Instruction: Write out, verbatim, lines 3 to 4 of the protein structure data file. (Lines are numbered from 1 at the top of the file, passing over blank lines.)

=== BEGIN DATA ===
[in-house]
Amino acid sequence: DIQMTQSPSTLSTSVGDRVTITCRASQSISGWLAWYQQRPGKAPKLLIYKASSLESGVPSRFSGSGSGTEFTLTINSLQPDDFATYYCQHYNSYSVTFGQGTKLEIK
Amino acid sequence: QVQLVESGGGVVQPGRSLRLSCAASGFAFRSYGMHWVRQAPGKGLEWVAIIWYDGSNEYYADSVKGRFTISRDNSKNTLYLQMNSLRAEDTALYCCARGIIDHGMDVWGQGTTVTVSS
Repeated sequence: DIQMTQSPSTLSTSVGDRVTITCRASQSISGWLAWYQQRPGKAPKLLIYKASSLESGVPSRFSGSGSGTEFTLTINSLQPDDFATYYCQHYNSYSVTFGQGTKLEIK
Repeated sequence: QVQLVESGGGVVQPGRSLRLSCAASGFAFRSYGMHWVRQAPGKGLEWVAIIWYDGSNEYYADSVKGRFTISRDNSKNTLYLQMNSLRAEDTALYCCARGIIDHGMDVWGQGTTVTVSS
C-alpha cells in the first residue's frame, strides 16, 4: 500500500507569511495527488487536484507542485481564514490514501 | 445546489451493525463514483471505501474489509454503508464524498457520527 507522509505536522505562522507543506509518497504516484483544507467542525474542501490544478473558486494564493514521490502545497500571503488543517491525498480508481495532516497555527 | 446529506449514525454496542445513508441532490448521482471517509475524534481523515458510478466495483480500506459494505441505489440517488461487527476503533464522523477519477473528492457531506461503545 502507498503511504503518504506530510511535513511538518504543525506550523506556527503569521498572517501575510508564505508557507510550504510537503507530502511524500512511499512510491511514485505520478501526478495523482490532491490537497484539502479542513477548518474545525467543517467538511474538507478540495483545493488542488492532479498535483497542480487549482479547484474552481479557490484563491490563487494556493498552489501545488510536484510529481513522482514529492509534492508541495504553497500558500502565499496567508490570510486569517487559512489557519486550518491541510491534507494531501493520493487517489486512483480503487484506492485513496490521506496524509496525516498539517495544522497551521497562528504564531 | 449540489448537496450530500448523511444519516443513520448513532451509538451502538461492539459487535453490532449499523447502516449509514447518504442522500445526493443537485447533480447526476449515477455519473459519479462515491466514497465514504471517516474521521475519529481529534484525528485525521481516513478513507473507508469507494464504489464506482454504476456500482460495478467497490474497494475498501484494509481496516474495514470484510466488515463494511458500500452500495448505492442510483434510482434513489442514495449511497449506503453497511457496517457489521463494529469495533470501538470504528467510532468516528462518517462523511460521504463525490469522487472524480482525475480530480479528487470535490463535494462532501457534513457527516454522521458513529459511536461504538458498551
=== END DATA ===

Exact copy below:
Amino acid sequence: QVQLVESGGGVVQPGRSLRLSCAASGFAFRSYGMHWVRQAPGKGLEWVAIIWYDGSNEYYADSVKGRFTISRDNSKNTLYLQMNSLRAEDTALYCCARGIIDHGMDVWGQGTTVTVSS
Repeated sequence: DIQMTQSPSTLSTSVGDRVTITCRASQSISGWLAWYQQRPGKAPKLLIYKASSLESGVPSRFSGSGSGTEFTLTINSLQPDDFATYYCQHYNSYSVTFGQGTKLEIK